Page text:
The outsize influence of the better off is one way to explain the puzzle of rising inequality in UK democracy, according to IPPR. Income and wealth inequality has grown and remains high, despite a majority of the lower two third of earners supporting greater redistribution consistently for the last three decades, compared on a minority among the top third, according to new analysis.

This reality is compounded by a concentration in party memberships, political donors and career politicians:

  • The number of MPs entering parliament from working-class jobs has fallen twice as quickly as the share of the public working in similar jobs. Only 7 per cent of MPs can be considered working class compared with 34 per cent of working-age adults, according to IPPR estimates.
  • The proportion of the electorate that is a member of a political party has fallen from around one in 12 citizens in the 1950s to around one in 50 today, finds IPPR. Another study estimates 86 per cent of Conservative and 77 per cent of Labour party members are middle class (see Note 4).
  • Just 10 per cent of donations – those from the largest donors - account for more than half of the total received by each of the Conservative, Liberal Democrat and Labour parties a study found (see Note 4). There is also evidence of a strengthening relationship between campaign spending and votes won in the UK, and growing concentration of wealthy donors over the past decade, especially for the Conservative party.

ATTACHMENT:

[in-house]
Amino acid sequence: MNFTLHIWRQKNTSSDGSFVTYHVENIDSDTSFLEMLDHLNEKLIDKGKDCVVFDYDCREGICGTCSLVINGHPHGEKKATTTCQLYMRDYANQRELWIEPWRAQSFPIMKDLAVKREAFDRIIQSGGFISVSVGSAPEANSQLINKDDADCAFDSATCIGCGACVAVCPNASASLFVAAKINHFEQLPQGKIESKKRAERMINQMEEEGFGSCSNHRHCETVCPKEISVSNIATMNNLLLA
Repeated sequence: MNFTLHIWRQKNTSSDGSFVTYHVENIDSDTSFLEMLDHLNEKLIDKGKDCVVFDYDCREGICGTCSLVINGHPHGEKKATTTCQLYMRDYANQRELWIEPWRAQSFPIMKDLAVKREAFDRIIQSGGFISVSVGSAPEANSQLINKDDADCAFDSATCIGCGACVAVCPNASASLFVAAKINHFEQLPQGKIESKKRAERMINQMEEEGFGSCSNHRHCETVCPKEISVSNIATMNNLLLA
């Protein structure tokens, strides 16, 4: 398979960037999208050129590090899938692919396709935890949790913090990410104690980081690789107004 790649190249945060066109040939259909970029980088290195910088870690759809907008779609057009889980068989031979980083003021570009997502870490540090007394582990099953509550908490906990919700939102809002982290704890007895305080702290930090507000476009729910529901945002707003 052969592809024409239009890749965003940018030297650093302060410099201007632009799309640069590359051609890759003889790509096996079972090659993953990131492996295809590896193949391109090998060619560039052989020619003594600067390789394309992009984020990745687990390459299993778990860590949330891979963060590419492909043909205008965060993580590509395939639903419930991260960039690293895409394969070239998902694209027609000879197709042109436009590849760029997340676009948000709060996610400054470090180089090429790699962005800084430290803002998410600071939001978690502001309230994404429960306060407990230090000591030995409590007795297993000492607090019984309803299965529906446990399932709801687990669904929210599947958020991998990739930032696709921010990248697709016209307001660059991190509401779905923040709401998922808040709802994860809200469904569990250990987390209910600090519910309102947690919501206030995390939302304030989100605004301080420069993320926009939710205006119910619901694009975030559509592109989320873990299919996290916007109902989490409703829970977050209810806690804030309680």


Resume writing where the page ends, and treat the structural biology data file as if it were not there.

IPPR says the UK risks entering a ‘doom loop’ where policy is becoming ever less responsive to citizens, in turn stoking populism and further undermining faith in democracy.

The think tank says snapping out of it will require a new wave of constitutional reform, laser-focused on levelling up power and influence in the UK. The report argues the UK’s “democratic machine needs rewiring” if living standards and life expectancy are to start improving across the board again.

Dr Parth Patel, senior research fellow at IPPR, said:

“For the first time since the birth of democracy in this country, people do not expect their children to be better off than them.